Turkish Textiles History

Instructor: Joanna Harris

Joanna has taught high school social studies both online and in a traditional classroom since 2009, and has a doctorate in Educational Leadership

To discover what can happen to textile production in a country where it represents the wealth of the king, give this lesson on the Turkish textile industry a good read.

Turkish Textiles

One great way to see the cultural distinctiveness of any nation is through its clothing and the fashions people wear. Clothing is manufactured from textiles or fabrics and cloth made from natural and/or synthetic fibers. Turkey, formerly known as the Ottoman Empire, has a history that stretches back to antiquity, and their textile industry goes back just as far.

While Turkey was the Ottoman Empire (1299 through 1922), textiles were an important part of their economy and a feature of the nobility. Any textile sold was a part of the empire's treasury which in those days belonged to the sultan (king) and royal family. In this way textiles and the wealth of the sultan were interchangeable illustrating the importance of textiles in the Ottoman Empire. This fact also indicates that Ottoman textiles had to be of high quality, and were considered to be a luxury item.

Turkish Carpet 11th - 13th Century

Textile Production

As far back as the year 1502, Busra was the hub for the Ottoman Empire's textile market, and as all textiles belonged to the royal family their sale and manufacture were controlled by the state. Any Turkish textile merchant had to follow rules and procedures to sell their wares in Busra, and those who disobeyed these laws were met with swift retribution. The rules all textile merchants adhered to were found in the ihtisab kanunameleri, and most of the procedures listed in this manual were explicit in their requirements.

No silk merchant could follow their own devices for weaving silk as everything from the materials used, the thread count of the silk fabrics, and the weight of the textiles created was strictly monitored. Merchants couldn't even use their own gold and silver embossment threads as these too were monitored by the state and manufactured in state run textile workshops called simikeshaneler. Any threads used for this purpose had to have the endorsement of the government, or never made it to the Busra marketplace for sale.

As soon as garments (especially silk) were finished they had to be sent to state officials called muhtesip to be ironed, measured and inspected. Muhtesips ensured that all rules and procedures of the ihtisab kanunameleri were adhered to before any textile could be sent to Busra for sale.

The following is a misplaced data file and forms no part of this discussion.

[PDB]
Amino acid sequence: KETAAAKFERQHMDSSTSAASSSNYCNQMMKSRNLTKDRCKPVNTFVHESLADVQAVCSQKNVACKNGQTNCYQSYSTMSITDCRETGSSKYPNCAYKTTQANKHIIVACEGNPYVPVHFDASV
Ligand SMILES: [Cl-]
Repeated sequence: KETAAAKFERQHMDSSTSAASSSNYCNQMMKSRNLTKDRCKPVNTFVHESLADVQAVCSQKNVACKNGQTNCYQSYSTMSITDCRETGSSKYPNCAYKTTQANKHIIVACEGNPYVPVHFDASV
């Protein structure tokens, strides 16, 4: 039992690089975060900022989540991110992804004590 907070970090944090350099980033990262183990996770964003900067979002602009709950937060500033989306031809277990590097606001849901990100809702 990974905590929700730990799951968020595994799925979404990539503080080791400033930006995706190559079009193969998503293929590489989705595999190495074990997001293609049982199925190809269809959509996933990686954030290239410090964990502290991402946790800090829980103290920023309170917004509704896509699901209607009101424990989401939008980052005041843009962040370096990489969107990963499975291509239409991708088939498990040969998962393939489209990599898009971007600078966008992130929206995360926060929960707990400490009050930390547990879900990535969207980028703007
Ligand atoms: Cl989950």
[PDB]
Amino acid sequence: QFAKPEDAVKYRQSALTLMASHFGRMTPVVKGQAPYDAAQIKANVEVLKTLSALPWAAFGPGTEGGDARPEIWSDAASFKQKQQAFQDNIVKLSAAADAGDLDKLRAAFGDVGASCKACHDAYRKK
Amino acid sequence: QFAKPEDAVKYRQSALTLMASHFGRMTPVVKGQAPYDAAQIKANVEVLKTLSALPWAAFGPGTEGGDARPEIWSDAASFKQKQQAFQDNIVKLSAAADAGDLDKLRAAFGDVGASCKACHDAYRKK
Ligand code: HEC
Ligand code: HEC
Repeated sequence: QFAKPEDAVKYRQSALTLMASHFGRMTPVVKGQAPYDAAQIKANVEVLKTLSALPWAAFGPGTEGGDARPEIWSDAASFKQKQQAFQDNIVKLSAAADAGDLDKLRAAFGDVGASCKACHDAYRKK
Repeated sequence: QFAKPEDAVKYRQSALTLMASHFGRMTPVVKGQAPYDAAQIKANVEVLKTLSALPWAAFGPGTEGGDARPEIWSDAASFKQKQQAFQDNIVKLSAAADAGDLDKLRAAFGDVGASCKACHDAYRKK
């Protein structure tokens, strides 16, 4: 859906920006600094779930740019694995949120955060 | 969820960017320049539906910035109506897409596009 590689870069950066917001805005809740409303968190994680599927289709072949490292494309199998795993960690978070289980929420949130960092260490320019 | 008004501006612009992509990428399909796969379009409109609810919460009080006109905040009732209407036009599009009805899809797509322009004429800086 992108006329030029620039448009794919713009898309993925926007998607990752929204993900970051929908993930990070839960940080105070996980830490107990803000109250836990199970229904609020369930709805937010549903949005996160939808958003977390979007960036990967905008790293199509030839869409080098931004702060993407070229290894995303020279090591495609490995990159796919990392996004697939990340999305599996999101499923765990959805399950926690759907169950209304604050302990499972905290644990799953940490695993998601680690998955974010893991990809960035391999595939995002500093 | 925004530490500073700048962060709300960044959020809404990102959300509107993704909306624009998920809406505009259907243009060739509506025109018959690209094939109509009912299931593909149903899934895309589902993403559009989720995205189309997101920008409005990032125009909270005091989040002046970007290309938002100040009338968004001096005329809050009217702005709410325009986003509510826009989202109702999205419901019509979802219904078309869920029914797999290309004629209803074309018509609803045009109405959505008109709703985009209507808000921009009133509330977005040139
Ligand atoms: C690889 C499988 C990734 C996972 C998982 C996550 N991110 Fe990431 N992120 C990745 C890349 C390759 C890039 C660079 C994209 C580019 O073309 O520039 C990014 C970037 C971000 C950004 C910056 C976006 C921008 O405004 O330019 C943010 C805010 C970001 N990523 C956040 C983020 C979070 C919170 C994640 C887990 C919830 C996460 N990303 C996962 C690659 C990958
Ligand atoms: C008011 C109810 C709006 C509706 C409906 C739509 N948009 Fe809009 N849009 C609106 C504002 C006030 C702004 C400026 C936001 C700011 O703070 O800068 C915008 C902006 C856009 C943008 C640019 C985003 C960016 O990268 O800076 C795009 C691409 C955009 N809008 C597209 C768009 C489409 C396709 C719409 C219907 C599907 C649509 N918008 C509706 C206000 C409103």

This type of rigorous supervision facilitated the high quality of all Turkish textiles. It also provided for the creation of textiles that were distinctively Turkish and unlike any others produced the world over.

Turkish Mirror Cover 18th Century

The Turkish state classified all textiles into three groups of cotton, wool, or silk. This was important due to the fact that most cotton and wool textiles in the 15th through the 17th centuries were imports. Cotton was obtained from India, and wool (mainly used for soldier uniforms) came from Europe.

However, mohair production was something that the Turkish prided themselves on and was made from the hair of angora goats found in the Ankara region of the country. Mohair was very soft and silky, just like the hair of the Angora goat, but when mixed with wool could be used to create clothing. Mohair exports did very well abroad, especially in Europe.

Angora Goat

Turkish Silk

Nevertheless, when it came to textile production nothing compared to silk for the Turkish. Also found in Busra was the silk worm used to obtain the silky yet strong fibers used to create silk. Even more than the capital of Istanbul, Busra cornered the market for silk production and trade.

The Turkish have mainly worked with silk extracted from silk worms that they then embossed or trimmed with gold and silver threading. Turkish textiles can also double as works of art as gold and silver designs of tulips, date palm trees, or the Islamic crescent moon and star can be seen in many examples across periods.

Many different textile hybrids can be made from silk ranging from taffeta, satin, velvet, and brocades. Excellent weavers of silk, the Turkish created works of art that exceeded clothing. For example, Turkish brocades that they called kemha could have embroidered gold and silver flowers and celestial bodies which adorned furniture cushions, carpets, and even mirrors that date back to the 16th and the 17th centuries.

Ottoman Brocade 16th Century

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